I continued meeting with Ellen Burstyn. Having started with the certainty that she would never get this role, I soon became convinced that she was our best choice.
“No way!” Ted Ashley shouted from behind his desk. “I’m not giving the lead in this picture to a woman who’s never played a lead in anything!” He was furious. “Ellen Burstyn will play this part over my dead body.” At which point he walked to the side of his desk and lay down, face up, on the floor. “Go ahead,” he said to me, “try to walk over me.”
“Ted . . . ,” I started to protest.
“Go ahead,” he shouted, “I dare you.”
I shrugged, then walked to where he was lying, to step over him. He quickly grabbed my leg and held it tightly so I had to lean on his desk for balance. “You see!” he shouted triumphantly. “That’s what’ll happen if you try to cast Burstyn.I’ll come back from the dead to stop you!” But alas, the studio had no other choices, and eventually Burstyn was approved.
I got a call from Jason Miller in New York: “Hey, how ya doin’?” he asked cheerfully, as though we were old buddies.
“Congratulations on your play,” I said. It was going to Broadway in the fall.“Listen,” he said, “I read that book you told me about. That Exorcist. That guy is me.”
I would have ended the conversation if I didn’t respect him as a playwright.
“I appreciate your interest, but we’ve signed an actor.” He went on as though he hadn’t heard me: “I’m telling you, I am that guy. Will you at least shoot a screen test with me?”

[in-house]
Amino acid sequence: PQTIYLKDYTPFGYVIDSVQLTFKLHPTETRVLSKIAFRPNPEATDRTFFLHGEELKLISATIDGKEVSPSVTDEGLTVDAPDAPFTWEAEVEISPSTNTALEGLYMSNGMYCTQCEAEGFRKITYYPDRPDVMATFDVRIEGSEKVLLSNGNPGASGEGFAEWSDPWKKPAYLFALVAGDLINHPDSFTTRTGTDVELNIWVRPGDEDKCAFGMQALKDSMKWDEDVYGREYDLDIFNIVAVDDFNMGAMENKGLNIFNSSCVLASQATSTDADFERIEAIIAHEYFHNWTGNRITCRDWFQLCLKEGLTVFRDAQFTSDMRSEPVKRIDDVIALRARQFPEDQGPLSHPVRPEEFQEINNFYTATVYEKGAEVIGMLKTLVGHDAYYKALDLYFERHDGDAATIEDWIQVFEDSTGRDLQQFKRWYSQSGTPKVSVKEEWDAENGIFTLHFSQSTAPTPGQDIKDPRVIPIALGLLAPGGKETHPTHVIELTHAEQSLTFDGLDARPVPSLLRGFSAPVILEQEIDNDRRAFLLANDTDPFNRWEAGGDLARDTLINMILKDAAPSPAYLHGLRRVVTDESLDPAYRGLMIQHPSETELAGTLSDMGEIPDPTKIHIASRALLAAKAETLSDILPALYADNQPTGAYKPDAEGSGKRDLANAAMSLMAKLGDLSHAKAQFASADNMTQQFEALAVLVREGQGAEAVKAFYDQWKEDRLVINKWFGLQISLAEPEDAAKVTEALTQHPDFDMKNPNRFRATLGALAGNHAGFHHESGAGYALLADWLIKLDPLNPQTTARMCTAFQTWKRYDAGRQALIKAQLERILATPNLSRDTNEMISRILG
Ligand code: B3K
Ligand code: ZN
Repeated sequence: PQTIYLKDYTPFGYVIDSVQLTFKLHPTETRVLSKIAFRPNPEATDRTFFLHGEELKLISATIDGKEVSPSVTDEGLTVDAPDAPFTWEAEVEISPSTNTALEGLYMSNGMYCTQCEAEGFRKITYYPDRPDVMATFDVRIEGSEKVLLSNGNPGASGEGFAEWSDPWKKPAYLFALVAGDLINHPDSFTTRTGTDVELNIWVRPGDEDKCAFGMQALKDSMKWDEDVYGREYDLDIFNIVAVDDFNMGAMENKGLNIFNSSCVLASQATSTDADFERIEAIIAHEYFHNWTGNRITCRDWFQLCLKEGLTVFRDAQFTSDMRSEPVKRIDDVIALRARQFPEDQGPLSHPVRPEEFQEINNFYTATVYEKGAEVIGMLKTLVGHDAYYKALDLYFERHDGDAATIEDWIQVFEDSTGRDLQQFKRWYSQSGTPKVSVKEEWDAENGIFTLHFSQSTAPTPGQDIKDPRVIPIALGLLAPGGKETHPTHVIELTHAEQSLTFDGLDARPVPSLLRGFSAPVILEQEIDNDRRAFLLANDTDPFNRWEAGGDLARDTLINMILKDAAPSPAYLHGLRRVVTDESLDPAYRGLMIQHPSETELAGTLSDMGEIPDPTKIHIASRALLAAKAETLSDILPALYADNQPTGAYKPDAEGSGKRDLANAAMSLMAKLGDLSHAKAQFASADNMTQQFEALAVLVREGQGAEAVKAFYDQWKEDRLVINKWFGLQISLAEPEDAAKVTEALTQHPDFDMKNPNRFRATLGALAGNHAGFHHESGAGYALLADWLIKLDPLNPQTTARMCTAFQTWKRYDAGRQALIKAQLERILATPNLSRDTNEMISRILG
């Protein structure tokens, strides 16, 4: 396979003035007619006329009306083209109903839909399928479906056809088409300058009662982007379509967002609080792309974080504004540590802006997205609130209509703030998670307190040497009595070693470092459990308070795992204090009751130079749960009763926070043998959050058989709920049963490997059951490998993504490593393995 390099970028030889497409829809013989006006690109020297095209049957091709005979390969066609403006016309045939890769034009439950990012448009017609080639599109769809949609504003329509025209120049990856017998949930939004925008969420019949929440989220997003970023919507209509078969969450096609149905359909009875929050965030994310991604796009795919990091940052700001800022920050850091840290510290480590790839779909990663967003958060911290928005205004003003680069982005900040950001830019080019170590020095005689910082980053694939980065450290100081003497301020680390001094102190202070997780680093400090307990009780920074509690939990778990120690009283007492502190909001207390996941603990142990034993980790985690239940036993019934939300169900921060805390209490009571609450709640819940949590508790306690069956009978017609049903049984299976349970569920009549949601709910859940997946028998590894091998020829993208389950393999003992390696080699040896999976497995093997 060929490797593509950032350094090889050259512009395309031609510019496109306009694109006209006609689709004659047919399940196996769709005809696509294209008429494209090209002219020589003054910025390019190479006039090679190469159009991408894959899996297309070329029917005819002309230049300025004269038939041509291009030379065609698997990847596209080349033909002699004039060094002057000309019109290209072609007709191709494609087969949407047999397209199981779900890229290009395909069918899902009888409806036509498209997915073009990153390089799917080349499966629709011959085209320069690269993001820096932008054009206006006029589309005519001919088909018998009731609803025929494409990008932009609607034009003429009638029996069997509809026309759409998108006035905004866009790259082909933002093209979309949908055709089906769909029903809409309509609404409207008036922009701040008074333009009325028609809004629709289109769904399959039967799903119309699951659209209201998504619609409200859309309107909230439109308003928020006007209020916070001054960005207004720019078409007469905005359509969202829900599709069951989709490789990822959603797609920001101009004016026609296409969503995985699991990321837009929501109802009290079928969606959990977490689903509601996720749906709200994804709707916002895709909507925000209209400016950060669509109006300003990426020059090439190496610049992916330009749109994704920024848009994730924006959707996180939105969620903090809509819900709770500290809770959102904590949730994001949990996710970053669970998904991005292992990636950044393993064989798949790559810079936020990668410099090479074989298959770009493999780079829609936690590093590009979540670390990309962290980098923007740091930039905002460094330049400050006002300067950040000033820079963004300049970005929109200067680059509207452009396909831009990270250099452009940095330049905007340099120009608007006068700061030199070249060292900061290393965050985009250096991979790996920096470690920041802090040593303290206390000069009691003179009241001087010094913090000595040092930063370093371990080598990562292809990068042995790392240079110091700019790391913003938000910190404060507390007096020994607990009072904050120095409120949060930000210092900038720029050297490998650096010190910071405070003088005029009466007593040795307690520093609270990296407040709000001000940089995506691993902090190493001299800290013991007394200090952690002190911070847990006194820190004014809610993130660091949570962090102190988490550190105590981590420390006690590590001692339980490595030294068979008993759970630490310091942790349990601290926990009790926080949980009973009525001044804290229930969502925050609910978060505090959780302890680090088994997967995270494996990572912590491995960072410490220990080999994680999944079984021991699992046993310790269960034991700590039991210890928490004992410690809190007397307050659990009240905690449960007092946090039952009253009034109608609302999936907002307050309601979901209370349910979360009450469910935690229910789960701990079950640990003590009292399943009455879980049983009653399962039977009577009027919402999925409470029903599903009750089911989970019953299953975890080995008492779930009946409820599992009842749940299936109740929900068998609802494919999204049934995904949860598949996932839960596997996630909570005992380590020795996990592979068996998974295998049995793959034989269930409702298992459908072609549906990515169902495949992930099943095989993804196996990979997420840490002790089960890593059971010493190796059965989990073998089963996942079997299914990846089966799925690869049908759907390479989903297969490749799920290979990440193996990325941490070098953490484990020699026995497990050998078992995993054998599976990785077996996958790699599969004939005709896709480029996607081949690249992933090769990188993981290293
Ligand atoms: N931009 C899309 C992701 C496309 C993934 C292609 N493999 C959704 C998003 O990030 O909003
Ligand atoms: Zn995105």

“We’ve cast the role!” I shouted.
“I don’t care—”
“You don’t care?”
There was something in his voice — his insistence, his passion — which was irresistible. “As long as you understand we have a pay-or-play deal with another actor for this part, you can come here on your own nickel, and I’ll shoot a test with you.”
“Great,” he said.“How soon can you get here?” I asked.
“About a week,” was his answer.
“A week! Why don’t you fly out tomorrow?”
“I don’t fly, man. I’ll take a train. Be there in four days.”
Blatty and every executive at the studio were now convinced I’d lost it, but I set up a test for Jason on an empty stage at Warner Bros. and recruited Ellen to work with him. I asked my friend the cinematographer Bill Fraker, who’d shot Bullitt and Rosemary’s Baby, to light the scene where Chris tells Father Karras she believes her daughter is possessed. After a few takes, I had Ellen interview him about his life and kept the camera over her shoulder on his face.